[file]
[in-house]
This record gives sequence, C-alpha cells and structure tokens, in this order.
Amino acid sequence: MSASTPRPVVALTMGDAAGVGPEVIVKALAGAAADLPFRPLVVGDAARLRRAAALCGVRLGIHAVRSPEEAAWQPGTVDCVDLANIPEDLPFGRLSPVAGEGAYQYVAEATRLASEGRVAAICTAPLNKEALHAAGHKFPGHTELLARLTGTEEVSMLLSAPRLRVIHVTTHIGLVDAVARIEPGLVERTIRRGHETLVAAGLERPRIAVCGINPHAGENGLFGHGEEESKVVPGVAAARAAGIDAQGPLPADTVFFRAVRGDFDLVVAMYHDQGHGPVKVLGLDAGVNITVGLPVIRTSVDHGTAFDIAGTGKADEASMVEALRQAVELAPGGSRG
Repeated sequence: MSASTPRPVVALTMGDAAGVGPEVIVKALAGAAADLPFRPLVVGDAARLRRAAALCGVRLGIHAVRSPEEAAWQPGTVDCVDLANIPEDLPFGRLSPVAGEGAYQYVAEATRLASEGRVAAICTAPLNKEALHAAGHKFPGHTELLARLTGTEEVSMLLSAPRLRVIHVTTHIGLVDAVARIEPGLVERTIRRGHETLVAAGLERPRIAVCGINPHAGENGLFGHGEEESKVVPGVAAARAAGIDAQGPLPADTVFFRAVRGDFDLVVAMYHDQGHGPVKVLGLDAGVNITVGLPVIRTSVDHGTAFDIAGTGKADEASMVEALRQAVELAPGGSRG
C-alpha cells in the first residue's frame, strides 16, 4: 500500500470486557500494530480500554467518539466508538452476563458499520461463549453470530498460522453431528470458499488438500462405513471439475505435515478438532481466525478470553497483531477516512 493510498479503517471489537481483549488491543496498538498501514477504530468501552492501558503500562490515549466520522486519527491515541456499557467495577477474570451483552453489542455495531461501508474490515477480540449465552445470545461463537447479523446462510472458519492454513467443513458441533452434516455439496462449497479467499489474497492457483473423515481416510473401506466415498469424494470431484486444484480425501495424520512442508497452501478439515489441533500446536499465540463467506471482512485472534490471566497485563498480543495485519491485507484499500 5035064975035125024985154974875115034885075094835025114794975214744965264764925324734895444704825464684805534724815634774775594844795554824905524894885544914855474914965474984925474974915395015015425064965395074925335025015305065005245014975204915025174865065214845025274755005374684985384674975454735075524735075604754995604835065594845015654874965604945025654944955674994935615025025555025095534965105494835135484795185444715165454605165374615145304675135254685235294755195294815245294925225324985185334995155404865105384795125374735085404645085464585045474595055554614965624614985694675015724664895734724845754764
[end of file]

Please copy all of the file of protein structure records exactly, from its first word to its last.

[in-house]
This record gives sequence, C-alpha cells and structure tokens, in this order.
Amino acid sequence: MSASTPRPVVALTMGDAAGVGPEVIVKALAGAAADLPFRPLVVGDAARLRRAAALCGVRLGIHAVRSPEEAAWQPGTVDCVDLANIPEDLPFGRLSPVAGEGAYQYVAEATRLASEGRVAAICTAPLNKEALHAAGHKFPGHTELLARLTGTEEVSMLLSAPRLRVIHVTTHIGLVDAVARIEPGLVERTIRRGHETLVAAGLERPRIAVCGINPHAGENGLFGHGEEESKVVPGVAAARAAGIDAQGPLPADTVFFRAVRGDFDLVVAMYHDQGHGPVKVLGLDAGVNITVGLPVIRTSVDHGTAFDIAGTGKADEASMVEALRQAVELAPGGSRG
Repeated sequence: MSASTPRPVVALTMGDAAGVGPEVIVKALAGAAADLPFRPLVVGDAARLRRAAALCGVRLGIHAVRSPEEAAWQPGTVDCVDLANIPEDLPFGRLSPVAGEGAYQYVAEATRLASEGRVAAICTAPLNKEALHAAGHKFPGHTELLARLTGTEEVSMLLSAPRLRVIHVTTHIGLVDAVARIEPGLVERTIRRGHETLVAAGLERPRIAVCGINPHAGENGLFGHGEEESKVVPGVAAARAAGIDAQGPLPADTVFFRAVRGDFDLVVAMYHDQGHGPVKVLGLDAGVNITVGLPVIRTSVDHGTAFDIAGTGKADEASMVEALRQAVELAPGGSRG
C-alpha cells in the first residue's frame, strides 16, 4: 500500500470486557500494530480500554467518539466508538452476563458499520461463549453470530498460522453431528470458499488438500462405513471439475505435515478438532481466525478470553497483531477516512 493510498479503517471489537481483549488491543496498538498501514477504530468501552492501558503500562490515549466520522486519527491515541456499557467495577477474570451483552453489542455495531461501508474490515477480540449465552445470545461463537447479523446462510472458519492454513467443513458441533452434516455439496462449497479467499489474497492457483473423515481416510473401506466415498469424494470431484486444484480425501495424520512442508497452501478439515489441533500446536499465540463467506471482512485472534490471566497485563498480543495485519491485507484499500 5035064975035125024985154974875115034885075094835025114794975214744965264764925324734895444704825464684805534724815634774775594844795554824905524894885544914855474914965474984925474974915395015015425064965395074925335025015305065005245014975204915025174865065214845025274755005374684985384674975454735075524735075604754995604835065594845015654874965604945025654944955674994935615025025555025095534965105494835135484795185444715165454605165374615145304675135254685235294755195294815245294925225324985185334995155404865105384795125374735085404645085464585045474595055554614965624614985694675015724664895734724845754764